Chapter Seven: The real thing?

 Chapter Seven


If you’re tired of hearing about Hendrix, skip this chapter. And fuck you.

His stature continued to grow during the next school year. “Electric Ladyland” nailed him down as the most unpredictable psychedelic cosmic guitar explorer of all time. I first heard the album before gym class one day, sitting there on my bed with my gym clothes on trying to fathom what he was up to next.

Let’s get our bearings. The Peace Ball was the February before and romance blossomed that spring. Rebecca knew music was a big part of me, a reason why she was drawn to me, I reckon, and I needed for her to know how big Hendrix was to my music. In the spring of 1969, a bunch of us—Tim Tyler, his girlfriend (now his wife, Kathy), Rebecca, me, Reid, Bill, Gene—motored to Baltimore to see Jimi for the third time. Can’t recall the opening acts, but Buddy Miles’ Express played right before the Experience. We had awful seats, way to one side and literally in the very top row of the Baltimore Civic Center. But we had binoculars. I was a little anxious because I really wanted Rebecca to dig Jimi, but I was more excited than anything. And stoned, the only time I saw the man in an altered state.

Jimi came on like a Japanese pirate, or a gypsy, I guess—fuschsia headband with long ties and very cosmic bell-bottoms. Noel Redding had on black leather pants, sunglasses and beehive hair. It was immediately apparent that Jimi had come to play, for in the opening numbers, where previous he’d been like a windup gymnast, he concentrated mainly on generating this huge sawmill sound. There were moments of gratuitous flash, but Jimi was there mainly to play guitar. In “Red House,” his trademark slow blues, in the first 16 bars he’d touched on nearly every stock riff in the recorded version and leapt into realms of blues riffs we’d never heard. In another section, “Spanish Castle Magic,” he incorporated the classical “Malaguena” into the solo. That night he had perfect control of his feedback and filled the hall with moans and shrieks. I also recall the density of Redding’s bass (he as playing a Fender bass through Sunn cabinets), how solid a foundation he and Mitch Mitchell laid for Jimi.

I believe the show closed with “Voodoo Child, Slight Return,” the first time we’d heard it live. A monster, and Jimi cut loose with the body language, not to impress but because mere notes couldn’t convey the spirit of the song. He looked so lean and played with such obsession that I recall worrying that he might die onstage—that in fact he intended to die onstage (did I mention I was stoned?). “If I don’t meet you no more in this world, I’ll meet you in the next one, and don’t be late.”

He had fully embraced the Voodoo Child persona, and the coliseum was his cosmos. We were fellow gypsies for the evening, riding with him through the whirlwind of images conjured up by his black magic guitar.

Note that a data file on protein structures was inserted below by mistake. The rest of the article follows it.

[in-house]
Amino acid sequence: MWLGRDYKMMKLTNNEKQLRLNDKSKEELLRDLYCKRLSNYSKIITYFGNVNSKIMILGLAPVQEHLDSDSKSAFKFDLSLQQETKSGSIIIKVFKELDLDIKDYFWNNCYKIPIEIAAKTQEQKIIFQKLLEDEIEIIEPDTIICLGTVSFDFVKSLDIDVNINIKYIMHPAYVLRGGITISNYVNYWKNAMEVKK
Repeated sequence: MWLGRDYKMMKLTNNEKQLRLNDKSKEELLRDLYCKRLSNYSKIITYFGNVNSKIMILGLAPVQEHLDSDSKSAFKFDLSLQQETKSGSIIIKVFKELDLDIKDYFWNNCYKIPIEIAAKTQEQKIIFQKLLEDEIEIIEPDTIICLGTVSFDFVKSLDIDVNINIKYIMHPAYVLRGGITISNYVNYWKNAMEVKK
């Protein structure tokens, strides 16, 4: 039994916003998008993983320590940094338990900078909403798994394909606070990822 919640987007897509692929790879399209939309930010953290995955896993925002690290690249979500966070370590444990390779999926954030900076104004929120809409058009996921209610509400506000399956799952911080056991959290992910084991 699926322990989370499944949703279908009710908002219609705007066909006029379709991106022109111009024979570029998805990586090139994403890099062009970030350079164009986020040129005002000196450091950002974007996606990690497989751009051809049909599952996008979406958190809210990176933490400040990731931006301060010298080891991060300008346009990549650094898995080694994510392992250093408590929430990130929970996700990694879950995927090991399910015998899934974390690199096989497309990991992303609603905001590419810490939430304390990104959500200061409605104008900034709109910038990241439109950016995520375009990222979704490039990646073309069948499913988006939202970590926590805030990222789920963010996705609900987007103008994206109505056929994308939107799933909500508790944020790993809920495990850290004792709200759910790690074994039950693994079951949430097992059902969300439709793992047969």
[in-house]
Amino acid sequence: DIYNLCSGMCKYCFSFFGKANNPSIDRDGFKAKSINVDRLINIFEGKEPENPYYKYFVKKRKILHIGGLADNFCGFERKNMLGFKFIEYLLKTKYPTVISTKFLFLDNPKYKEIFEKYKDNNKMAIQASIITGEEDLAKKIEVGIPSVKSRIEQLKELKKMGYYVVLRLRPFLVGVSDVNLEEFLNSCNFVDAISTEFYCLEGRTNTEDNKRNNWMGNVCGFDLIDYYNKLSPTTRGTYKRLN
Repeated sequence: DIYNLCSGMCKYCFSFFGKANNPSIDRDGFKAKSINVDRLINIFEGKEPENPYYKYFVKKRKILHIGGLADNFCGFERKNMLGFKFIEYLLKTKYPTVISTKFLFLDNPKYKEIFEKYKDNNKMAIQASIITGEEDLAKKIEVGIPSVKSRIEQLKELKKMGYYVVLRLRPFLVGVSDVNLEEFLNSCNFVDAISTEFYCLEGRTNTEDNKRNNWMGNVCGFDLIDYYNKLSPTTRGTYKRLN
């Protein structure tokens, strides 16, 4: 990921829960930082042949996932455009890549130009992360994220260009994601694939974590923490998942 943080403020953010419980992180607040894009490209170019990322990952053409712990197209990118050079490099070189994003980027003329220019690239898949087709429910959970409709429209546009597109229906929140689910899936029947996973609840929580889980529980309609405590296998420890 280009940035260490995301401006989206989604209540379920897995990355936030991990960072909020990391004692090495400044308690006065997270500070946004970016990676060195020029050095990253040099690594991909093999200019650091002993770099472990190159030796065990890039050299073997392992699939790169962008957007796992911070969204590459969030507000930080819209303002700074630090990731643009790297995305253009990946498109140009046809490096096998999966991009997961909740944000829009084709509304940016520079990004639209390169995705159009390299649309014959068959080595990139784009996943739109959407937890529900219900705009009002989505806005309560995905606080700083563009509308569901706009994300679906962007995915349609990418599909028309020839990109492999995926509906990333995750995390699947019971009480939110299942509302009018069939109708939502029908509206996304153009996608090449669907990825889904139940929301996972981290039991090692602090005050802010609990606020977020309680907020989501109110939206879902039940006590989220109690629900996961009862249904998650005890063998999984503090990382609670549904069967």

As we left, a young man exclaimed loudly to his friends, “Take me away, take me away. I’ve seen it all now.”

In one sense, we had seen it all, for Hendrix was never to play like that again, at least not for us. In another sense, though, there were many surprises in store for us that summer. Cue Beethoven No. 5—duh, duh, duh DUH. THE SUMMER OF 1969.


Before we get into that, a little aside. At some point I read an interview with Robert Plant in Musician magazine (which no longer exists). The article ended with him talking about his son’s taste in music and how his son liked Guns ‘N’ Roses. “At least GNR has conviction, 10 times more conviction than their nearest rival. They’re the nearest thing to the real thing. The real thing isn’t here anymore.”

Well, Robert, now there’s a thought to ponder. The real thing isn’t here anymore. Then what is/was the real thing? Let’s set aside the possibility that Plant was being vainglorious about his own past—after all, he is saying in effect that his own solo work isn’t the real thing either—and follow that thought.

Perhaps the real thing is to be so consumed inwardly by the music you hear in your head that the necessity to release it—to let the ego step aside and forget judgment, forget memory, forget consequences—becomes undeniable, and that the talent exists to communicate the inner vision. Transcendence. The real thing is transcendent. Think of The Who, Janis, of Led Zep, of Jimi, The Doors. The real thing makes time stop. You wake up at the end of a song or a show and realize you have been taken someplace, shown something by some musician, an artist, who himself has been transported. The paradox is that today the technical level of musicianship is so much higher. Professional standards are extremely high. But few musicians can rise above their own technique. They are too conscious of the craft, of impressing with gazillion note riffs. I recall two great guitarists—Robert Fripp of King Crimson and John McLaughlin of many bands—discussing how the musician must work on technique and build it until he can let it go and become a (not their words) subconscious conduit for the inner vision. Coupled with that is the release of energy—raw, Dionysian energy—the TUG. The transcendent TUG. Is that the real thing, to straddle the primal and the cerebral, to pull your guts and fill your mind? To see God with the volume turned up to 11? You expect me to answer that, huh, Robert?

Now, do I agree with Robert’s sentiments, expressed before this was originally written in 1991? Is there still no more real thing? I think it’s unfair and impossible for an icon of one generation to judge another. But the way that classic rock has endured tells me one thing—it was real and it was good back in the day, and it’s still really good now.

C ontinue to Chapter Eight …

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